Q. We are getting a lot of information about the correct spacing of stickers when drying and also the 4x4s. What is the best? We dry mostly oak and cherry, but sometimes do have other species. We do make furniture that needs long, straight pieces, so warp is a concern.


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A. Stickers are almost always spaced 24 inches apart. Sometimes, when there is a lot of odd length lumber (1 or 3 feet shorter than most of the lumber), there will be 12 inches of spacing at the ends of the pile to catch these shorter pieces; that is, a sticker is at the end, then 12 inch, then 12 inch and then 24 inch until the same 12-inch spacing is repeated at the other end of the pile. However, you can safely use 24-inch spacing (by "safely" I mean drying without increasing warp) if and only if your alignment vertically is perfect. Further, the 4x4s must also be aligned correctly and placed under each sticker; that is, 24-inch spacing of the 4x4s as well. Anything less than this preciseness and you will contribute to warping.

Closer spacing

You can space stickers at 12 or 16 inches. This is sometimes done with higher grades of expensive lumber. Closer sticker spacing is most effective on thinner stock or when sticker alignment is not perfect. With 12 or 16 inch spacing, you can be a bit sloppy in alignment without contributing to warp. A few warp-prone species like sweetgum, will probably benefit from slower spacing for 1 inch and thicker stock.

Short sticks

I should mention that short stickers (an inch or two shorter than the width of the pile; the ends of the sticker have probably broken because the lift driver had two packs too close together when he lowered the one pack; don’t let this happen) do increase cupping and other forms of warp. These short stickers need to be eliminated.
One idea is to cut them back to the next shortest foot and then sell them as short stickers; for example, if you usually use 6-foot stickers, a broken one can be cut back to 5 feet and sold.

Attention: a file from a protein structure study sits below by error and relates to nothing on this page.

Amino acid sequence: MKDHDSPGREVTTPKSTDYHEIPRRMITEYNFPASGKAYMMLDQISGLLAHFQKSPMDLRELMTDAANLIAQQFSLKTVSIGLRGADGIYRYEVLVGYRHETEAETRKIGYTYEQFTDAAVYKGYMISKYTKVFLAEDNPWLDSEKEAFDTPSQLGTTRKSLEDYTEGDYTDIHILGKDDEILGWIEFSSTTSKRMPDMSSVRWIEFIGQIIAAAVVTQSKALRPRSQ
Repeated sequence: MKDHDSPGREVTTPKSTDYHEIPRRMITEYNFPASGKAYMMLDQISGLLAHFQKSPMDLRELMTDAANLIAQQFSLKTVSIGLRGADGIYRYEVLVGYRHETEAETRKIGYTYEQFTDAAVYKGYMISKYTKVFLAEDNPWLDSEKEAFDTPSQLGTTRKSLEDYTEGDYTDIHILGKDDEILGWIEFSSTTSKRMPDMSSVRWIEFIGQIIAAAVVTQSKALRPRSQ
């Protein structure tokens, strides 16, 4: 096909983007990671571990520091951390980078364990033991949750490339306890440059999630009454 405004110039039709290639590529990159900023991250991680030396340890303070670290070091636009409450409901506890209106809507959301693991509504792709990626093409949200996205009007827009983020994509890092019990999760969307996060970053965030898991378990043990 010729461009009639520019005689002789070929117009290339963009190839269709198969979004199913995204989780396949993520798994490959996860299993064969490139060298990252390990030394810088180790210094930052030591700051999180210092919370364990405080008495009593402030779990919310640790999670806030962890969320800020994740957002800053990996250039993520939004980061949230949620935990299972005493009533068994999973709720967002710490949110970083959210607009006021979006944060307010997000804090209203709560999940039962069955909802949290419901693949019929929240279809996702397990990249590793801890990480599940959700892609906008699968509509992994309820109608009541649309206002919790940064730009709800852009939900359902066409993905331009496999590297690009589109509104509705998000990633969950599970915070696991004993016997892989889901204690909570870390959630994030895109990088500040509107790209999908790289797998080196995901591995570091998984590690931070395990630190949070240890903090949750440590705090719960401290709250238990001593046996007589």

I have heard many good reports on oak, apitong and western-made laminated "plywood" sticks, as well as stickers of these species with a profile designed to minimize staining. These premium stickers are expensive, so it is important that the lift drivers do not break the ends or otherwise damage the stickers. Training of lift drivers in this respect is often overlooked.

Side-bend and bow

You might be interested to know that side bend warp and lengthwise bow is seldom, if ever, the result of poor drying practices (other than poor stacking). These types of warp are due to the sawing procedures used and the resulting grain deviations in the lumber or due to natural stresses in the tree. (For example, it is common to find that quartersawn lumber will develop much more side bend than flatsawn.) A good sawyer using proper sawing procedures will produce flatter lumber after drying.
Putting top weights (perhaps 100 pounds per square foot) on top of the loads can help hold the lumber flat, preventing some bow and side bend, if stickers are aligned perfectly. With poor alignment, top weights will increase the warp. It is not clear if the loss in kiln capacity from these large weights is financially beneficial for all operations.


Cupping warp is a natural tendency of flatsawn lumber, as the bark side of the lumber will shrink more than the heart side. This cupping tendency is more for flatsawn lumber sawn from near the center of the log. Cupping (and staining also) is accentuated by slow drying especially at high MCs, rewetting during drying (such as starting the kiln at too high of a humidity after the lumber has been air-dried; usually start at 60 percent RH or even a few points lower) and over-drying (drying under 6.5 percent RH or using a 50F depression).

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